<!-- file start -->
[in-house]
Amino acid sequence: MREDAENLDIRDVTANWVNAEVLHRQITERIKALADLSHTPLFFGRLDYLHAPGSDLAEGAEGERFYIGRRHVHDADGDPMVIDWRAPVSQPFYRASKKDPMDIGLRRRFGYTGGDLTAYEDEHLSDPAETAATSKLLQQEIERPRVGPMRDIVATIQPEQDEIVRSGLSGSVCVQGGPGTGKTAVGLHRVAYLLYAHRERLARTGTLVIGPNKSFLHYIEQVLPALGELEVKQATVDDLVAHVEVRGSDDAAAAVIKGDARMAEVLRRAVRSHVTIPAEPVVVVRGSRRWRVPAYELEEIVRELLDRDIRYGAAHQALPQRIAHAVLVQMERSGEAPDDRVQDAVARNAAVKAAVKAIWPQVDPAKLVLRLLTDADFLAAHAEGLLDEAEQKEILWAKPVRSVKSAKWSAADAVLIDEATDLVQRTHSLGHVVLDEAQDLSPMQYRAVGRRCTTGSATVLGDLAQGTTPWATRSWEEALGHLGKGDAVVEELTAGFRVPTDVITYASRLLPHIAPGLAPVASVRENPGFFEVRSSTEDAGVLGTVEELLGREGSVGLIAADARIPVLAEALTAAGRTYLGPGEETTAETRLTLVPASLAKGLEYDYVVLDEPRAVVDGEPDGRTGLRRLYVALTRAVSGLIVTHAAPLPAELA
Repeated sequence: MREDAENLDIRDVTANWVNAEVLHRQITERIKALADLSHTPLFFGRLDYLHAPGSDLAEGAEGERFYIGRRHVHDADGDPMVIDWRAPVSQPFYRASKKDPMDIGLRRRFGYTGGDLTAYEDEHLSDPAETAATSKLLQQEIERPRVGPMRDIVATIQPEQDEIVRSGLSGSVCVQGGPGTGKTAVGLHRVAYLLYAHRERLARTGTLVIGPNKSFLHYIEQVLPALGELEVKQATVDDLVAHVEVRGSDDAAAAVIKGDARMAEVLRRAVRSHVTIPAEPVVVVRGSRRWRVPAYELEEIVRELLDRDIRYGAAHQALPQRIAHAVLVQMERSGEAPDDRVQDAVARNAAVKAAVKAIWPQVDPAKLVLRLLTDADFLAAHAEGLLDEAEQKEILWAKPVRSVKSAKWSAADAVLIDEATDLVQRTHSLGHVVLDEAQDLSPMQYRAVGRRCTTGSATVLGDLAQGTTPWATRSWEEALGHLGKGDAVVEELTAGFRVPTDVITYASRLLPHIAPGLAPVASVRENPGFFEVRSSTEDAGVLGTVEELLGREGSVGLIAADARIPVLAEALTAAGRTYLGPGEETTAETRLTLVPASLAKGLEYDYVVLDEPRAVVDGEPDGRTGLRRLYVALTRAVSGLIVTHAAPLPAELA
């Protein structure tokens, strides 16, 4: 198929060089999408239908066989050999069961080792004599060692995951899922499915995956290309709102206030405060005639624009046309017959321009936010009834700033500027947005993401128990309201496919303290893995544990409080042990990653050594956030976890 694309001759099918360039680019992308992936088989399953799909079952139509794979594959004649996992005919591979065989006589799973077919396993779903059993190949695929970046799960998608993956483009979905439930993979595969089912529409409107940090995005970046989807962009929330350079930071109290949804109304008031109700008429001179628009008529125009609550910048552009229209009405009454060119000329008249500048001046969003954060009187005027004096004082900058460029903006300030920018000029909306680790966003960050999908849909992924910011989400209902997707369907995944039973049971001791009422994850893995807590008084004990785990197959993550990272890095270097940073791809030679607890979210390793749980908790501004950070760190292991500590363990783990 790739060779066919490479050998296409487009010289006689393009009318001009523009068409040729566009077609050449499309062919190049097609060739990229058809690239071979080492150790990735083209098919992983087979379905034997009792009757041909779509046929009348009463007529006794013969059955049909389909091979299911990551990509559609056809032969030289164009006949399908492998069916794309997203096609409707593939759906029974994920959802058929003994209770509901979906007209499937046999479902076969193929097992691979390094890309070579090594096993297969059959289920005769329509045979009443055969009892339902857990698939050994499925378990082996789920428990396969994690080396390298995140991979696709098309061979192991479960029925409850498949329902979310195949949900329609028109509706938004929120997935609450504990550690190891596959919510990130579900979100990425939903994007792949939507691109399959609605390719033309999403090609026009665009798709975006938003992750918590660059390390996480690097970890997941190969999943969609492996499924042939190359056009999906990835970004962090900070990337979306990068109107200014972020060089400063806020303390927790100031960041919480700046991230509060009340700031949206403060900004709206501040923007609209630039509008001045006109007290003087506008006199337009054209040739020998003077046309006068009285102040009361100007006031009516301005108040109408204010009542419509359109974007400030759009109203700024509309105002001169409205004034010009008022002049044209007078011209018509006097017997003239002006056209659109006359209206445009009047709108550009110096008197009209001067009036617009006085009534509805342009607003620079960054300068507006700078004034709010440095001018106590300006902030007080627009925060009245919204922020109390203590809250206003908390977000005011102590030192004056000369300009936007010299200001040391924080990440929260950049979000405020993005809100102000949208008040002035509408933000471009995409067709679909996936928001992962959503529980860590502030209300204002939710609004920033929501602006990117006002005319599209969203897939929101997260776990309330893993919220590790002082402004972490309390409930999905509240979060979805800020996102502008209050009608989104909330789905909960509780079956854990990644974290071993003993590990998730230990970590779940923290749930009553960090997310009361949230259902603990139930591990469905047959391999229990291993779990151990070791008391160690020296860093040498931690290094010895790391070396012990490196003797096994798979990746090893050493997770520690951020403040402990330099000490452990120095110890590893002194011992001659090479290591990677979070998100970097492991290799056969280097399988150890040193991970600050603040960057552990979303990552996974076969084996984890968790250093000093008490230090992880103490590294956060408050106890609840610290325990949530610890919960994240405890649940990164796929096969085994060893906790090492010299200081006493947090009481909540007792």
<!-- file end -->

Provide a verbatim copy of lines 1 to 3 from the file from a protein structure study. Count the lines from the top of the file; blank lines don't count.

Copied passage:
[in-house]
Amino acid sequence: MREDAENLDIRDVTANWVNAEVLHRQITERIKALADLSHTPLFFGRLDYLHAPGSDLAEGAEGERFYIGRRHVHDADGDPMVIDWRAPVSQPFYRASKKDPMDIGLRRRFGYTGGDLTAYEDEHLSDPAETAATSKLLQQEIERPRVGPMRDIVATIQPEQDEIVRSGLSGSVCVQGGPGTGKTAVGLHRVAYLLYAHRERLARTGTLVIGPNKSFLHYIEQVLPALGELEVKQATVDDLVAHVEVRGSDDAAAAVIKGDARMAEVLRRAVRSHVTIPAEPVVVVRGSRRWRVPAYELEEIVRELLDRDIRYGAAHQALPQRIAHAVLVQMERSGEAPDDRVQDAVARNAAVKAAVKAIWPQVDPAKLVLRLLTDADFLAAHAEGLLDEAEQKEILWAKPVRSVKSAKWSAADAVLIDEATDLVQRTHSLGHVVLDEAQDLSPMQYRAVGRRCTTGSATVLGDLAQGTTPWATRSWEEALGHLGKGDAVVEELTAGFRVPTDVITYASRLLPHIAPGLAPVASVRENPGFFEVRSSTEDAGVLGTVEELLGREGSVGLIAADARIPVLAEALTAAGRTYLGPGEETTAETRLTLVPASLAKGLEYDYVVLDEPRAVVDGEPDGRTGLRRLYVALTRAVSGLIVTHAAPLPAELA
Repeated sequence: MREDAENLDIRDVTANWVNAEVLHRQITERIKALADLSHTPLFFGRLDYLHAPGSDLAEGAEGERFYIGRRHVHDADGDPMVIDWRAPVSQPFYRASKKDPMDIGLRRRFGYTGGDLTAYEDEHLSDPAETAATSKLLQQEIERPRVGPMRDIVATIQPEQDEIVRSGLSGSVCVQGGPGTGKTAVGLHRVAYLLYAHRERLARTGTLVIGPNKSFLHYIEQVLPALGELEVKQATVDDLVAHVEVRGSDDAAAAVIKGDARMAEVLRRAVRSHVTIPAEPVVVVRGSRRWRVPAYELEEIVRELLDRDIRYGAAHQALPQRIAHAVLVQMERSGEAPDDRVQDAVARNAAVKAAVKAIWPQVDPAKLVLRLLTDADFLAAHAEGLLDEAEQKEILWAKPVRSVKSAKWSAADAVLIDEATDLVQRTHSLGHVVLDEAQDLSPMQYRAVGRRCTTGSATVLGDLAQGTTPWATRSWEEALGHLGKGDAVVEELTAGFRVPTDVITYASRLLPHIAPGLAPVASVRENPGFFEVRSSTEDAGVLGTVEELLGREGSVGLIAADARIPVLAEALTAAGRTYLGPGEETTAETRLTLVPASLAKGLEYDYVVLDEPRAVVDGEPDGRTGLRRLYVALTRAVSGLIVTHAAPLPAELA